Thursday, October 27, 2011

Sold! Investors Buy Old Land Where X/O was Supposed to Go

It's been awhile since we've heard about the controversial X/O building that was supposed to be built on Prairie Avenue, but yesterday we read an article in Crains about new owners buying this land:

A joint venture between Golub & Co. and Sandz Development Co. has taken over the site of a controversial South Loop condominium project that never got built, a property likely to sit fallow for a while longer as the developers figure out what to do with it.

The venture took title to the parcel at 1712 S. Prairie Ave. last week, more than two years after the condo project’s developers were hit with a $20.2-million foreclosure suit, county records show. The developers, Keith Giles and Jerry Karlik, relinquished the site through a so-called deed-in-lieu of foreclosure.

“Basically, it’s a long-term land play,” says Golub Executive Vice-president Lee Golub.

Condos are no longer an option amid an overbuilt South Loop market, but many downtown developers have turned to apartments amid rising apartment occupancies and rents. The venture could also just wait for South Loop land values to rise and then sell the parcel to a developer.
Nothing to get that excited about. From the sounds of it, this could be an investment for the future.

(Hat tip: Curbed Chicago!)


Anonymous said...

good! now tear down that old broke down dump of a building and turn it into a grass lot in the meantime

Anonymous said...

Ditto on anonymous at 7:42. We live very close and it would be great to see a grass lot there until it is developed. Right now the empty building has a security car sitting there since an incident in the spring when police officers and dogs were searching the building not to mention the fact that a few A/C units have gone missing from the roof and the sidewalk around there is dimly lit and creepy.

Banker said...

Great, Great news! This is what happens when you let a 5th rate developer possibly front money from the 'how you doin' crowd and choose a crappy contextual building design and claim it as 'avant-garde'.

If Central Station is having difficulty selling a quality tower like One-Museum Park Tower 2, if this project ever got started, how long before this project was going to stop construction or take the cheap and crappy route like the CMK developments on 1720 & 1640 Michigan? Frankly, the oppositional impact to this project may have saved these knuckle-heads over $150MM, when they would have defaulted during construction, instead of the $20MM of land and probably $5MM in upfront costs.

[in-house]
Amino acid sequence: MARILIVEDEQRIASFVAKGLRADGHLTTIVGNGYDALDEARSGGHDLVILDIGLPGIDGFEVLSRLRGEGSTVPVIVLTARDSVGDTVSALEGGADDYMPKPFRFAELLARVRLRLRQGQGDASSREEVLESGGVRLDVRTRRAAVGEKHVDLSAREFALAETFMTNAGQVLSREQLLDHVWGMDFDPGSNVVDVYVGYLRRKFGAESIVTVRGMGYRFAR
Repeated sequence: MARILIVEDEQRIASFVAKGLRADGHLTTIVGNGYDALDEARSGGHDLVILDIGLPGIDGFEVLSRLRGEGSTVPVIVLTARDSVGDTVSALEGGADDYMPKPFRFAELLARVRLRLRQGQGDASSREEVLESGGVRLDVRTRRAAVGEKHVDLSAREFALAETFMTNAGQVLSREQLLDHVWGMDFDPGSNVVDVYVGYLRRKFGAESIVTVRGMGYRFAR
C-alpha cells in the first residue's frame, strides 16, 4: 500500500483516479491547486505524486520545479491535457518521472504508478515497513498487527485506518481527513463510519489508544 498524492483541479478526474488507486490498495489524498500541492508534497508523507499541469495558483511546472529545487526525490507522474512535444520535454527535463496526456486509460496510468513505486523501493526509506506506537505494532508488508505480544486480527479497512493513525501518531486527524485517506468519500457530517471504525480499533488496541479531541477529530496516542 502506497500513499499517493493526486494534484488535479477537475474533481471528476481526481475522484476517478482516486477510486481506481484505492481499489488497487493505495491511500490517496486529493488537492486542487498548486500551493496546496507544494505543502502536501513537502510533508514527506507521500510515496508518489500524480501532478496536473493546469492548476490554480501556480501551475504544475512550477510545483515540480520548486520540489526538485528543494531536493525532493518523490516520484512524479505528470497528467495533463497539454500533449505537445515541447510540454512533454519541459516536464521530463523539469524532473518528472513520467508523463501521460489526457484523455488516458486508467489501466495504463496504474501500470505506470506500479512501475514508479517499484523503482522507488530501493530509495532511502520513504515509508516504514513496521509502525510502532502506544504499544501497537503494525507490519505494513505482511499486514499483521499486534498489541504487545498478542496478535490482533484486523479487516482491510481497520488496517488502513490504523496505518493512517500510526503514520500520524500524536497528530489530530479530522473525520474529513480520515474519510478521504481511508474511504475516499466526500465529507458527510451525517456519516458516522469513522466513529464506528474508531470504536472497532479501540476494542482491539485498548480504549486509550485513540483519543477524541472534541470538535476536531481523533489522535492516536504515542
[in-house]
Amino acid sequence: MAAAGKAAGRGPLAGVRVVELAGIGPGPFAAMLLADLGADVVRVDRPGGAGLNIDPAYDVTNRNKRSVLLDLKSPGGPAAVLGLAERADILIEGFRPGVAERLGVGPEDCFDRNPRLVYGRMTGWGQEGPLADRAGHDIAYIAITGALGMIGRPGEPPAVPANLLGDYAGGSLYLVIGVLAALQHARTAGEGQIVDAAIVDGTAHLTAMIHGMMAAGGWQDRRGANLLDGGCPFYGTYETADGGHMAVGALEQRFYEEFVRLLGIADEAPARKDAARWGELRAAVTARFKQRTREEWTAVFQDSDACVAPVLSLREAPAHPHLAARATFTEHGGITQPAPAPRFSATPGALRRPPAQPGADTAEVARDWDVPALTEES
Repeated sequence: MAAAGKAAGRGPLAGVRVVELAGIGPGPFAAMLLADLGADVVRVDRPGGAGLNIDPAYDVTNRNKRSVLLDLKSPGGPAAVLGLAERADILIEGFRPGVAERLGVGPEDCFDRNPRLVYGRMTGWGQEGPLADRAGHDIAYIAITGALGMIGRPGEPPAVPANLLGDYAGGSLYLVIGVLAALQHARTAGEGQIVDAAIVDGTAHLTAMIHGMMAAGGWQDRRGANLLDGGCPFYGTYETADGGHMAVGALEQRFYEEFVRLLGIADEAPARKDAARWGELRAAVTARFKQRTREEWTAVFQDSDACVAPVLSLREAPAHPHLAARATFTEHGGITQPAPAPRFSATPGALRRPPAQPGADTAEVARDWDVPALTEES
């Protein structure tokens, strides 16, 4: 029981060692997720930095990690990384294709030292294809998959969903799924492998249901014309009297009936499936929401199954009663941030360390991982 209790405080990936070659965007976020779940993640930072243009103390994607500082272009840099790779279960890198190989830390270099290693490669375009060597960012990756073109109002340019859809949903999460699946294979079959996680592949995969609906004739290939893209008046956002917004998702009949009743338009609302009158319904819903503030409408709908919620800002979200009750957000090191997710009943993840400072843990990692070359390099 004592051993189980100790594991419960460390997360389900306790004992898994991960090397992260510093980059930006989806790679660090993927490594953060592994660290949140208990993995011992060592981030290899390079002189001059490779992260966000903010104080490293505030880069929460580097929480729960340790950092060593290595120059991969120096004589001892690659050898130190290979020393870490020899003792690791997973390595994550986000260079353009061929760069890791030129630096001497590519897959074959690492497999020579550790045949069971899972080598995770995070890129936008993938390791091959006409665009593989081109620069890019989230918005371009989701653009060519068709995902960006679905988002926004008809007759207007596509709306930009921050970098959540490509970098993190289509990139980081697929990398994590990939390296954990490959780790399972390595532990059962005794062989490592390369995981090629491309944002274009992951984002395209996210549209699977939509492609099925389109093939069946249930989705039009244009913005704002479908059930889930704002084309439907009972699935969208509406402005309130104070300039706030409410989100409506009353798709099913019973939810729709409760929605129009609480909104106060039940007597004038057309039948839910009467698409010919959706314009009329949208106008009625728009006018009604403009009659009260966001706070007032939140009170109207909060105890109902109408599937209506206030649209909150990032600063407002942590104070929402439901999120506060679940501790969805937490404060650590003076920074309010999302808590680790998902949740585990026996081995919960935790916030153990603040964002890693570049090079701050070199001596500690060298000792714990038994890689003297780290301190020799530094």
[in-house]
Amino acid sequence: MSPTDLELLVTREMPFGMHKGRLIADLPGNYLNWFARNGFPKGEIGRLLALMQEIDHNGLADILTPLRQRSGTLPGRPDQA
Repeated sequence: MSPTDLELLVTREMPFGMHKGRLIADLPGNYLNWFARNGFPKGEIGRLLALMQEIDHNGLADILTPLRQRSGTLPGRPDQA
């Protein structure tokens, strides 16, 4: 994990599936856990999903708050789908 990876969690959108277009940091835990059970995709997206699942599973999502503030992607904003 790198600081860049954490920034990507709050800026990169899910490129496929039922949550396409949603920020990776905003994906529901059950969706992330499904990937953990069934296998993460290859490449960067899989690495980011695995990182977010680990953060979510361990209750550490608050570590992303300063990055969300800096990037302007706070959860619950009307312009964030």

Looks like PNC Bank wanted to clean-up some of the turd loans & foreclosure assets they got stuck with in their National City Bank takeover. Couple that with the city filing various violations on the property, parties in Cook County's assessor's office about to jack-up the property's assessed value, and this one has "walks like a duck" written all over it. it 'quacks' like a well orchestrated four-corner siege around a wounded target, using resources on all sides squeezing them into surrender.

The developer overpaid by a lot in a rush to get the property, at something like $25MM. Based on costs to carry, deal with city, site prep, etc. This property was worth at best $7-$8MM in current state, tops.

People could see through this developer's schtick and lack of experience. Let's hope this ends their development career in the South Loop.

It's interesting that the same developer is "representing" the owner in a bank short sale for property down the street.

My associates legal advisor is representing clients who were interested in the in the 1943 Prairie property, in research of liens, warranty deeds, and sale history for the property, and in trying to engage in the dialogue for putting in an a short sale offer, guess who's name kept being brought up? None other than Mayor Daley-friend/ Family-Secrets-Trial-honoree, Tommy DiPiazza. Yet, they have yet to find any quit-claim deeds, or warranty deed indicating the change or sale from the listed alleged owner, some patsy put up at head of the LLC.

Anonymous said...

this is a good to finally hear - good riddance to the idiots forcing the neighborhood to accept this loser project. with golub and sandz it will be interesting to see if this is an opportunity purchase or something they intend to develop. sands has also done work with Belgravia.